We assist our clients with any project where the Party Wall Act is relevant: We serve party wall notices associated to the works and communicate with any dispute that may arise.
The Party Wall Act and Party Walls
Party walls are walls used by more than one ‘owner’. The dividing wall between two houses is the most obvious example. Floors between flats are ‘party structures’ and boundary walls can be ‘party fence walls’. The Government introduced a new law for England and Wales in 1997 – the ‘Party Wall etc. Act 1996’, designed to regulate building works to these special types of wall, as well as neighbouring excavation works. The Act imposes rights and obligations on landowners wishing to conduct such works, but equally imposes rights and obligations on those landowners and occupiers who will be affected by the works.
Before commencing any building work eg a loft conversion or an extension, you should check to see if the Party Wall Act applies. Failure to comply with this legislation may result in the works being unlawful. If you are unsure, you should seek professional advice.
We combine our expertise of Structural Engineering and combined with the knowledge of the party wall act provides a highly efficient service in this area.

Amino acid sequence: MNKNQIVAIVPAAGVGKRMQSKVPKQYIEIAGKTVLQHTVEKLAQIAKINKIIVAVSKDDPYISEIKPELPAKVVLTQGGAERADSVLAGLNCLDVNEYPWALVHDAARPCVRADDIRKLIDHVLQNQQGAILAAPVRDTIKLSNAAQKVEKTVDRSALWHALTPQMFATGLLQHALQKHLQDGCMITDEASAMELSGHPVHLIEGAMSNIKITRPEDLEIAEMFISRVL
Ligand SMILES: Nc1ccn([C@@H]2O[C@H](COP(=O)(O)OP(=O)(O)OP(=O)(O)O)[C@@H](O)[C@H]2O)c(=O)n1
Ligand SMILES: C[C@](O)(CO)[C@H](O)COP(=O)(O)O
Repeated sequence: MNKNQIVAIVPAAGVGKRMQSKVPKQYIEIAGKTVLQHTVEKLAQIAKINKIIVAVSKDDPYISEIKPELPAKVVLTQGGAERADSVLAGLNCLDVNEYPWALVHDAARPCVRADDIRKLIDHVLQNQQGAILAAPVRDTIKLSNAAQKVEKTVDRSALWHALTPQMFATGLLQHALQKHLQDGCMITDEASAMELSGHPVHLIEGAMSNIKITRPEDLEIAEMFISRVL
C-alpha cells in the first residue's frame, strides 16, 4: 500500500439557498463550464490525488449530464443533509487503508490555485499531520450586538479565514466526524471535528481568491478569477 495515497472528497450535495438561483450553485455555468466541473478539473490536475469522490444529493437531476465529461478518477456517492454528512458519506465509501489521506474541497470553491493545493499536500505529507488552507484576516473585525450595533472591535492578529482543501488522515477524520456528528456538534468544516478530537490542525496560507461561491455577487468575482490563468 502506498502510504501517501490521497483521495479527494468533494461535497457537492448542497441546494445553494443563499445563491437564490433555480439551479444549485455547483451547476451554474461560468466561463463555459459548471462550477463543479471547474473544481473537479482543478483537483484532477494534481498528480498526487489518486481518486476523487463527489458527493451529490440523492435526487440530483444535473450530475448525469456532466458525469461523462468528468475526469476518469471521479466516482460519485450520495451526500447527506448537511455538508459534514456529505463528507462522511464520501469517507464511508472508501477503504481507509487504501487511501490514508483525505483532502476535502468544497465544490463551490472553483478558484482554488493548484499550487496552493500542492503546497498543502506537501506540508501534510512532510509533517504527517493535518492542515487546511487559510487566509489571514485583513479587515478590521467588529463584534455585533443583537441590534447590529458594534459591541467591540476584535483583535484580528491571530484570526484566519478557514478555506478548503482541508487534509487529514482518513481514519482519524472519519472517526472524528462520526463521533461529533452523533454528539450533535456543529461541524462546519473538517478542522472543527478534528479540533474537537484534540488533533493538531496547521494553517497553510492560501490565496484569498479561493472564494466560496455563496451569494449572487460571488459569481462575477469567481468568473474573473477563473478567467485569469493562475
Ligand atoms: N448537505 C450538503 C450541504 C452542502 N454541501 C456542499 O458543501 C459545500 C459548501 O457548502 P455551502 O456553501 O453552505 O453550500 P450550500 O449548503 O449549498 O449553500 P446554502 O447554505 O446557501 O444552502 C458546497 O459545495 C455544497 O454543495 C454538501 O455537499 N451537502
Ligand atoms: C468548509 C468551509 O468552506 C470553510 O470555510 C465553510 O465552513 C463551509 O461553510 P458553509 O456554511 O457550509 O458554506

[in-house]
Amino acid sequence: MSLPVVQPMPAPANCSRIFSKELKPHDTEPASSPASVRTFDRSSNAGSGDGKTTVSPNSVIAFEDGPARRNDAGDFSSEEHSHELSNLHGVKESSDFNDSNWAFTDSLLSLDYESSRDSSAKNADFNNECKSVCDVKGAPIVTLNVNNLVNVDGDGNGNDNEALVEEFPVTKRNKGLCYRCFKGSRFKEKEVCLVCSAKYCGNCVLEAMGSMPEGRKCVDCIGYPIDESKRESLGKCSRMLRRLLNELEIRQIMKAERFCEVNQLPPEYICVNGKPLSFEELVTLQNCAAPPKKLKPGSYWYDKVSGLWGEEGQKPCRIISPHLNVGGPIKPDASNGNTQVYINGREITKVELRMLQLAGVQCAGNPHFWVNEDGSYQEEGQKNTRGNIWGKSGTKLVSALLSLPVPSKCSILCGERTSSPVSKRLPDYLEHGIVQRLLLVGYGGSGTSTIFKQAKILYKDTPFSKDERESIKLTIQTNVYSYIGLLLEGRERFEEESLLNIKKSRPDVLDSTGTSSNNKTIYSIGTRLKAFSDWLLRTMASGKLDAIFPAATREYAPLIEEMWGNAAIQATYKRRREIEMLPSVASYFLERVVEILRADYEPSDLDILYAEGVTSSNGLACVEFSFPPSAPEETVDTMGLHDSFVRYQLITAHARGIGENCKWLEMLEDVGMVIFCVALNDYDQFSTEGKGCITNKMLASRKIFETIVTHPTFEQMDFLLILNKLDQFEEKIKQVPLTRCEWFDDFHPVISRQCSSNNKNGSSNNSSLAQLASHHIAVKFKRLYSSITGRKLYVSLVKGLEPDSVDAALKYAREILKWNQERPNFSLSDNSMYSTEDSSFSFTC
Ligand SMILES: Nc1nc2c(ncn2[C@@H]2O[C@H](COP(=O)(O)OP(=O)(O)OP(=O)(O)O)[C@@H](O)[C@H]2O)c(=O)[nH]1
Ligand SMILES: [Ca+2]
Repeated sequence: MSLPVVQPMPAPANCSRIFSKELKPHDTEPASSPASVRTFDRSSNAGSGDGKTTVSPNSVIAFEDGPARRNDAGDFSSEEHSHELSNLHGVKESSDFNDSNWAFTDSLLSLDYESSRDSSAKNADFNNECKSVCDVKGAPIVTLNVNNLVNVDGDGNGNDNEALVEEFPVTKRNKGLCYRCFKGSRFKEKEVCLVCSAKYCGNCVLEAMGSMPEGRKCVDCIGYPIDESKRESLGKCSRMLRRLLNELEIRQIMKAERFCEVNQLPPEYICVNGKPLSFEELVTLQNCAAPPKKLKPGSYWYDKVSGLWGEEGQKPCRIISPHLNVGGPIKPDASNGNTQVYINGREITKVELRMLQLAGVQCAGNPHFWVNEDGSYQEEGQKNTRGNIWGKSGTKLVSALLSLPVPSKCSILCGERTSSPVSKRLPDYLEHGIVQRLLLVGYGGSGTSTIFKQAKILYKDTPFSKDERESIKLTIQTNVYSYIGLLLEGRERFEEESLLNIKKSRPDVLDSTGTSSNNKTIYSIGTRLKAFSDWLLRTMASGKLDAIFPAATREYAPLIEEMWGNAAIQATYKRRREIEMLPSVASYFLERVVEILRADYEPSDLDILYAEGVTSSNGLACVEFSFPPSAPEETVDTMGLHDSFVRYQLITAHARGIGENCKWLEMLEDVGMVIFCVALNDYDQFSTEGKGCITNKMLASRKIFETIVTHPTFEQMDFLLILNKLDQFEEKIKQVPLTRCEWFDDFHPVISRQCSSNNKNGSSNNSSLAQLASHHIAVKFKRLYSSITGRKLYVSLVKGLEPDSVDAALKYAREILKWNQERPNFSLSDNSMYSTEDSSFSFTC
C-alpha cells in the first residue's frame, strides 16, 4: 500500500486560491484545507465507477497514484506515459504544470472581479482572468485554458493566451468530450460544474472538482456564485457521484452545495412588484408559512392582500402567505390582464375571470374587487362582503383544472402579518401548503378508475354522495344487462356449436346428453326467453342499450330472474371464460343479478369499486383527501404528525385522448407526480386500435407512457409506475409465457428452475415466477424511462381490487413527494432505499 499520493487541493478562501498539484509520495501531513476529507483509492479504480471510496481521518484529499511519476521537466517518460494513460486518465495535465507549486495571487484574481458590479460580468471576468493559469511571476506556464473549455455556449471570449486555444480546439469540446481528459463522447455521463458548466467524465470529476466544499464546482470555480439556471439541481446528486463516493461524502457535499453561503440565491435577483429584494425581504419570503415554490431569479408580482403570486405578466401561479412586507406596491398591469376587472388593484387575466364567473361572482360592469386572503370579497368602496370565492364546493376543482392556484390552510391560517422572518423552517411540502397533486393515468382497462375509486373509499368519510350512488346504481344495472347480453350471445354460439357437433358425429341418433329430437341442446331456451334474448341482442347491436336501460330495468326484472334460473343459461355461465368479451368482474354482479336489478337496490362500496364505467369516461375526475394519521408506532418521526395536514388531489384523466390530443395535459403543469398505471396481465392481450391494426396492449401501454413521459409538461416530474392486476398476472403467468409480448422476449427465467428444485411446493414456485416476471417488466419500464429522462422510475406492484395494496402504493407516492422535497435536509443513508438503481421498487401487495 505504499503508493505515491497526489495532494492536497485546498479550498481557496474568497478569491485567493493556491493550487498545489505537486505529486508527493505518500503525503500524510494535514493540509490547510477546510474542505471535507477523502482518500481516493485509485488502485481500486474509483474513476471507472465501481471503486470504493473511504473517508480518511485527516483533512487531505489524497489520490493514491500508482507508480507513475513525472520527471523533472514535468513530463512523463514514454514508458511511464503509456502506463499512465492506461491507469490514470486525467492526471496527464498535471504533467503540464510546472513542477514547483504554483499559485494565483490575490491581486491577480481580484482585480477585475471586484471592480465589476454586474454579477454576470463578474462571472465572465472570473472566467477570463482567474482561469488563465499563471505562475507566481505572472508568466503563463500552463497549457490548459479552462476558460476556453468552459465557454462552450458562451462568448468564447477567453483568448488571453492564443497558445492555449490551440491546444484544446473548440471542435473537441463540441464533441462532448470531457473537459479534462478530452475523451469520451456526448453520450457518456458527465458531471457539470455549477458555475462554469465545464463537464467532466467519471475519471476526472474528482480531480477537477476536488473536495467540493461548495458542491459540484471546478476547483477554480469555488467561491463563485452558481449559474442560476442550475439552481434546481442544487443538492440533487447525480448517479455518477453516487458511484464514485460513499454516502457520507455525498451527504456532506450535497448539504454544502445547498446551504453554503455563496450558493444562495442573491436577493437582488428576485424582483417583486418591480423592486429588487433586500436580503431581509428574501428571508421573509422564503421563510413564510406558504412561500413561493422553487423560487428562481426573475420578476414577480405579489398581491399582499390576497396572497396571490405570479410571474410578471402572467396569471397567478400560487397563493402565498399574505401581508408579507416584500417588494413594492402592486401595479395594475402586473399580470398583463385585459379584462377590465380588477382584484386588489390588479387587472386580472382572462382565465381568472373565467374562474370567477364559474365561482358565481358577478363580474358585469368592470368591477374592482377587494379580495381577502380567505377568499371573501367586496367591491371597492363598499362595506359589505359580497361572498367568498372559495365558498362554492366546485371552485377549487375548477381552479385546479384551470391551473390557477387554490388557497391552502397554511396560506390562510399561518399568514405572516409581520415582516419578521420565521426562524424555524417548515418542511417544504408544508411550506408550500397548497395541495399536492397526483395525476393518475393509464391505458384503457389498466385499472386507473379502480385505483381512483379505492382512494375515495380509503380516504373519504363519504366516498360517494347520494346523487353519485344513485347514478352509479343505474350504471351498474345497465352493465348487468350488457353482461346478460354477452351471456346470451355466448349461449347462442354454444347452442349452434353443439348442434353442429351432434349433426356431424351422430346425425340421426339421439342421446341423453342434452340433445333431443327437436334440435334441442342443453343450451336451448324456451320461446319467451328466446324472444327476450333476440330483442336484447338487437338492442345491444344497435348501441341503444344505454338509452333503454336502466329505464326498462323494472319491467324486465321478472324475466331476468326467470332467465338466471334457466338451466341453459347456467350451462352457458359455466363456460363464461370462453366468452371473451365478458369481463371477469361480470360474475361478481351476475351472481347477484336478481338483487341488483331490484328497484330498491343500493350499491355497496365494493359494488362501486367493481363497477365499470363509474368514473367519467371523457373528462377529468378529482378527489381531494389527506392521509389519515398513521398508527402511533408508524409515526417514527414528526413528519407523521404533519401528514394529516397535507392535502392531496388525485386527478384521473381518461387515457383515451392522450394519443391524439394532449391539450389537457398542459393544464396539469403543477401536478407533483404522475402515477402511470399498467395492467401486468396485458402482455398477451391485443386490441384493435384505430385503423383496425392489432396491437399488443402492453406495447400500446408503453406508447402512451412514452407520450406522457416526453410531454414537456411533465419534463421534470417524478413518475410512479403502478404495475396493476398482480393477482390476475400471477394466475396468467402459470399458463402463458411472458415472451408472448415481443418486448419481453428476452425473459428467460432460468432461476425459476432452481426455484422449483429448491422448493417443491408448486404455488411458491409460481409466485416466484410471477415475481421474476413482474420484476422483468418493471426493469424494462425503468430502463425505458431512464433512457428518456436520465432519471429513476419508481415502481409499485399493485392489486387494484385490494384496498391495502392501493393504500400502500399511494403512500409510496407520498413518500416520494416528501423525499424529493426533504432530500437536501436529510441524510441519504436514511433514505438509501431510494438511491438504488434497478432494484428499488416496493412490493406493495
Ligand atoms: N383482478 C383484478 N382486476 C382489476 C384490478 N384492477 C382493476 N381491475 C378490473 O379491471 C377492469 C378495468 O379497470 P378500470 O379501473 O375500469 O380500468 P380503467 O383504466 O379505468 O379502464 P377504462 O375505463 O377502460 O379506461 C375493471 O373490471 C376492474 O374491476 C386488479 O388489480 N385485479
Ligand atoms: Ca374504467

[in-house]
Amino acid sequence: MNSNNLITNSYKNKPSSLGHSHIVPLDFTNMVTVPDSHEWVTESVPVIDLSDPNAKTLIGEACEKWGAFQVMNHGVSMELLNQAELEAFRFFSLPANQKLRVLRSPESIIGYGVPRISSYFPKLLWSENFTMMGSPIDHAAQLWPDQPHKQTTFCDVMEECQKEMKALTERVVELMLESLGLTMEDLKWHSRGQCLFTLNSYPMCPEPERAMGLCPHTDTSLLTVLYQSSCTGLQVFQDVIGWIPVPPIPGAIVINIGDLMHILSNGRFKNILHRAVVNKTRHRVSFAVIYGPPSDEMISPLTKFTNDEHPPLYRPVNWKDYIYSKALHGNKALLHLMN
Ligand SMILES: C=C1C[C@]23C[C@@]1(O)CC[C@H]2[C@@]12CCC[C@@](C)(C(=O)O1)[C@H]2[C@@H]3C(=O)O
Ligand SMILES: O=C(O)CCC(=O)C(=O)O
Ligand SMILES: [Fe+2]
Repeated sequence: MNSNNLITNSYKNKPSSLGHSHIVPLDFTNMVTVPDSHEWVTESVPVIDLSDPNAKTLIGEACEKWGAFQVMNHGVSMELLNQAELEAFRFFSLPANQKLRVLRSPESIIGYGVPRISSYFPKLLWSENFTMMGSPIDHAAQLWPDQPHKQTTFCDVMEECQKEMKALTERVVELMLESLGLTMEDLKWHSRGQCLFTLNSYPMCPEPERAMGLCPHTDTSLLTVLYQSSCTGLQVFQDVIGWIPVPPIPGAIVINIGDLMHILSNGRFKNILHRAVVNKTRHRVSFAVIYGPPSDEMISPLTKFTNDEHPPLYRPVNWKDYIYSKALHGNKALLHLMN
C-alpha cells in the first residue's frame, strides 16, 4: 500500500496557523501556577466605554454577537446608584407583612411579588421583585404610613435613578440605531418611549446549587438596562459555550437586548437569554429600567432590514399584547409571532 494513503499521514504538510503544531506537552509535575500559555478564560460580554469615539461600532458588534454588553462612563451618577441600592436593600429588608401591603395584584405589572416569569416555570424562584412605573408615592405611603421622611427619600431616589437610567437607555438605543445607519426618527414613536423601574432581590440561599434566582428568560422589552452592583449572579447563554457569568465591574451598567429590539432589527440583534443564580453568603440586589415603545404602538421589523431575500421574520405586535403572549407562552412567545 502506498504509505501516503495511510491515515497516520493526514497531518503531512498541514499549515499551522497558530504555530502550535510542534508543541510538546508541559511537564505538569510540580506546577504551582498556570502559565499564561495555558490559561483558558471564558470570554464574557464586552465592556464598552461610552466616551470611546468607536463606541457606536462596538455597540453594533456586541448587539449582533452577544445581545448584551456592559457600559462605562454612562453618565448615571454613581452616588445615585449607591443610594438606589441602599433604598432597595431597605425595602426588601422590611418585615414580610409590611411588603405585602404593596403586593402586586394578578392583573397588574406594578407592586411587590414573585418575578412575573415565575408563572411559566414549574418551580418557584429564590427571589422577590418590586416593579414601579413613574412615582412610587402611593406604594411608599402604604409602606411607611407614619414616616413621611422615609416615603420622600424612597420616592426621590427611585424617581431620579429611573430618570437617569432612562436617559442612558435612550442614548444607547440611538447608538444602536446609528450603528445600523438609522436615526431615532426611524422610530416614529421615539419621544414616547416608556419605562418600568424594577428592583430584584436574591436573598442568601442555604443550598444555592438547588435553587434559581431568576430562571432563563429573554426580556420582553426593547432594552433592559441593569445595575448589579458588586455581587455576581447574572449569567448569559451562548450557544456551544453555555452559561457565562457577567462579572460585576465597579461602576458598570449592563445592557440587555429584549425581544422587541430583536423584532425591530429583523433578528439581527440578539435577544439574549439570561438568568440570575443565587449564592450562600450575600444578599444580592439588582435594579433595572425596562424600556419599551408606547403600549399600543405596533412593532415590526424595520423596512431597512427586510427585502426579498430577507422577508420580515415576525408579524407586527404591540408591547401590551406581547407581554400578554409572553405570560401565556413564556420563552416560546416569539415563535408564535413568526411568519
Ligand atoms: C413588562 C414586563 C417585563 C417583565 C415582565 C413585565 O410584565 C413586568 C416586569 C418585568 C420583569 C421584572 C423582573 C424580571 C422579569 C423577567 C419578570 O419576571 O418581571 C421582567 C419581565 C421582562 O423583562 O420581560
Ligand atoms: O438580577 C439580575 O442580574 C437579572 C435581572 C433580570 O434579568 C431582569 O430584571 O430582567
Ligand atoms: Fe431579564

The Party Wall Act, as defined in this extract of the Structures Guidance Note produced by The ICE, states as follows:
Civil and structural engineers need to understand how this Act affects them in their work. A large proportion of complaints against engineers to disciplinary panels comes from their lack of knowledge of this Act. Its title is misleading in that it applies not just to party walls but to excavations up to 6 metres from nearby buildings. The etc. is an important part of the title. The previous similar legislation applied only to central London but in 1997 it was extended throughout England and Wales, affecting a much larger number of engineers. The Act has assumed greater importance for engineers since the fashion for constructing new basements under existing terraced houses has taken hold, especially in London.
The Role of the Engineer
If it is unlikely that the engineer will be acting as Party Wall Surveyor, his contact with the Act will be as building owner’s design engineer or sometimes as engineer advisor to an adjoining owner’s surveyor. If an engineer advises an adjoining owner direct, he needs to realise that he may be taking on responsibilities and risks more usually assumed by other professions.
With the above in mind, we have combined experience designing many structures where the Act applies. We also have the expertise on how to mitigate in a very efficient manner the most common challenges when the Act is relevant. This unique combination of skills and expertise has proven to be very popular within our existing clients.